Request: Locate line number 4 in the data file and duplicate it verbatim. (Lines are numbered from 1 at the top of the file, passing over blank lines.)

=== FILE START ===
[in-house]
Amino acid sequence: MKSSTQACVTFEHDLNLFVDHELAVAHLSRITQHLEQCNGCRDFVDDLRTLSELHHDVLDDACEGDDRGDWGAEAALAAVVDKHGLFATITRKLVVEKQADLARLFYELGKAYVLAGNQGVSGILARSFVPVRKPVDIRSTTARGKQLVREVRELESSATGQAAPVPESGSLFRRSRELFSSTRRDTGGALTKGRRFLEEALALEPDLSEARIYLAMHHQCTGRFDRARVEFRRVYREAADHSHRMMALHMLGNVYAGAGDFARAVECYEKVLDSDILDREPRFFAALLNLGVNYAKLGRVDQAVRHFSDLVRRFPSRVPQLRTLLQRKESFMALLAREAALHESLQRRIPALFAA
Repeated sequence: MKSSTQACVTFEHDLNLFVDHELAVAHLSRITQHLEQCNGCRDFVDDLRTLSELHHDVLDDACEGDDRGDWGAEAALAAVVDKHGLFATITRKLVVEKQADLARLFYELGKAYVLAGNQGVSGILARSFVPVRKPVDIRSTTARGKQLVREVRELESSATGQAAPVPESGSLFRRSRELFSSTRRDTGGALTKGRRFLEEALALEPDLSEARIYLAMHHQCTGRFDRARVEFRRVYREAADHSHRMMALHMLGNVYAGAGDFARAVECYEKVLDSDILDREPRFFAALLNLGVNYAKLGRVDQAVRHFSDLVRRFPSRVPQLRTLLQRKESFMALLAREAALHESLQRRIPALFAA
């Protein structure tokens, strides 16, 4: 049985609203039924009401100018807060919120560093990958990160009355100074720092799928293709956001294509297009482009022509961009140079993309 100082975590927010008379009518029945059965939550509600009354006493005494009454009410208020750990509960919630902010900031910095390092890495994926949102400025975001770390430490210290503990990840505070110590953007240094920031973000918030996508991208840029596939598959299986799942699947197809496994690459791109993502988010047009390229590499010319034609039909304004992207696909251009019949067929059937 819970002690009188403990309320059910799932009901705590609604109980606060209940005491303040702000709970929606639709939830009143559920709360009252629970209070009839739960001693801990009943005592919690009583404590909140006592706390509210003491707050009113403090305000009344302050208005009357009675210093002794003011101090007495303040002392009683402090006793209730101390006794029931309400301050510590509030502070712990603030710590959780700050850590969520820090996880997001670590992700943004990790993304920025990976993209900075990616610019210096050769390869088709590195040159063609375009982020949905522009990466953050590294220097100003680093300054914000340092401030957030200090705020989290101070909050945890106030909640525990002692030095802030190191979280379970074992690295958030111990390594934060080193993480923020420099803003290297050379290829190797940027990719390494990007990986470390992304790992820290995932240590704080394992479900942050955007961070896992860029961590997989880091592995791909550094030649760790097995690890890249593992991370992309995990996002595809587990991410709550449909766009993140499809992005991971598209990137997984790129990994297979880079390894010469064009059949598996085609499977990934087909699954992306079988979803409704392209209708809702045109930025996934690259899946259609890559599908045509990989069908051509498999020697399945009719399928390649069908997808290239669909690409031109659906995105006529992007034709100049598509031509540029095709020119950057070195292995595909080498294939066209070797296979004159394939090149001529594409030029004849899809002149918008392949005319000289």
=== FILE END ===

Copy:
């Protein structure tokens, strides 16, 4: 049985609203039924009401100018807060919120560093990958990160009355100074720092799928293709956001294509297009482009022509961009140079993309 100082975590927010008379009518029945059965939550509600009354006493005494009454009410208020750990509960919630902010900031910095390092890495994926949102400025975001770390430490210290503990990840505070110590953007240094920031973000918030996508991208840029596939598959299986799942699947197809496994690459791109993502988010047009390229590499010319034609039909304004992207696909251009019949067929059937 819970002690009188403990309320059910799932009901705590609604109980606060209940005491303040702000709970929606639709939830009143559920709360009252629970209070009839739960001693801990009943005592919690009583404590909140006592706390509210003491707050009113403090305000009344302050208005009357009675210093002794003011101090007495303040002392009683402090006793209730101390006794029931309400301050510590509030502070712990603030710590959780700050850590969520820090996880997001670590992700943004990790993304920025990976993209900075990616610019210096050769390869088709590195040159063609375009982020949905522009990466953050590294220097100003680093300054914000340092401030957030200090705020989290101070909050945890106030909640525990002692030095802030190191979280379970074992690295958030111990390594934060080193993480923020420099803003290297050379290829190797940027990719390494990007990986470390992304790992820290995932240590704080394992479900942050955007961070896992860029961590997989880091592995791909550094030649760790097995690890890249593992991370992309995990996002595809587990991410709550449909766009993140499809992005991971598209990137997984790129990994297979880079390894010469064009059949598996085609499977990934087909699954992306079988979803409704392209209708809702045109930025996934690259899946259609890559599908045509990989069908051509498999020697399945009719399928390649069908997808290239669909690409031109659906995105006529992007034709100049598509031509540029095709020119950057070195292995595909080498294939066209070797296979004159394939090149001529594409030029004849899809002149918008392949005319000289």